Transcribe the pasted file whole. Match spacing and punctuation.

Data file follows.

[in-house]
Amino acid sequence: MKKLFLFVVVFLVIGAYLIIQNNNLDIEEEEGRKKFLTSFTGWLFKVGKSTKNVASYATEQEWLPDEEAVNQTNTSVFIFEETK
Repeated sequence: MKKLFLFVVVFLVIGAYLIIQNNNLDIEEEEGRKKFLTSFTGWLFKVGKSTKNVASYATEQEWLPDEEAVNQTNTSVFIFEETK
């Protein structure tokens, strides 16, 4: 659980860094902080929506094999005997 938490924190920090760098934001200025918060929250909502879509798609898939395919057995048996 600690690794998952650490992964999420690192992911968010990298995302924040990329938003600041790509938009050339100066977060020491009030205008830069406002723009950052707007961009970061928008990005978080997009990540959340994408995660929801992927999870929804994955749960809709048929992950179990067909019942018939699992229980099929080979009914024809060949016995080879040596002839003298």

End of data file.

[in-house]
Amino acid sequence: MKKLFLFVVVFLVIGAYLIIQNNNLDIEEEEGRKKFLTSFTGWLFKVGKSTKNVASYATEQEWLPDEEAVNQTNTSVFIFEETK
Repeated sequence: MKKLFLFVVVFLVIGAYLIIQNNNLDIEEEEGRKKFLTSFTGWLFKVGKSTKNVASYATEQEWLPDEEAVNQTNTSVFIFEETK
């Protein structure tokens, strides 16, 4: 659980860094902080929506094999005997 938490924190920090760098934001200025918060929250909502879509798609898939395919057995048996 600690690794998952650490992964999420690192992911968010990298995302924040990329938003600041790509938009050339100066977060020491009030205008830069406002723009950052707007961009970061928008990005978080997009990540959340994408995660929801992927999870929804994955749960809709048929992950179990067909019942018939699992229980099929080979009914024809060949016995080879040596002839003298």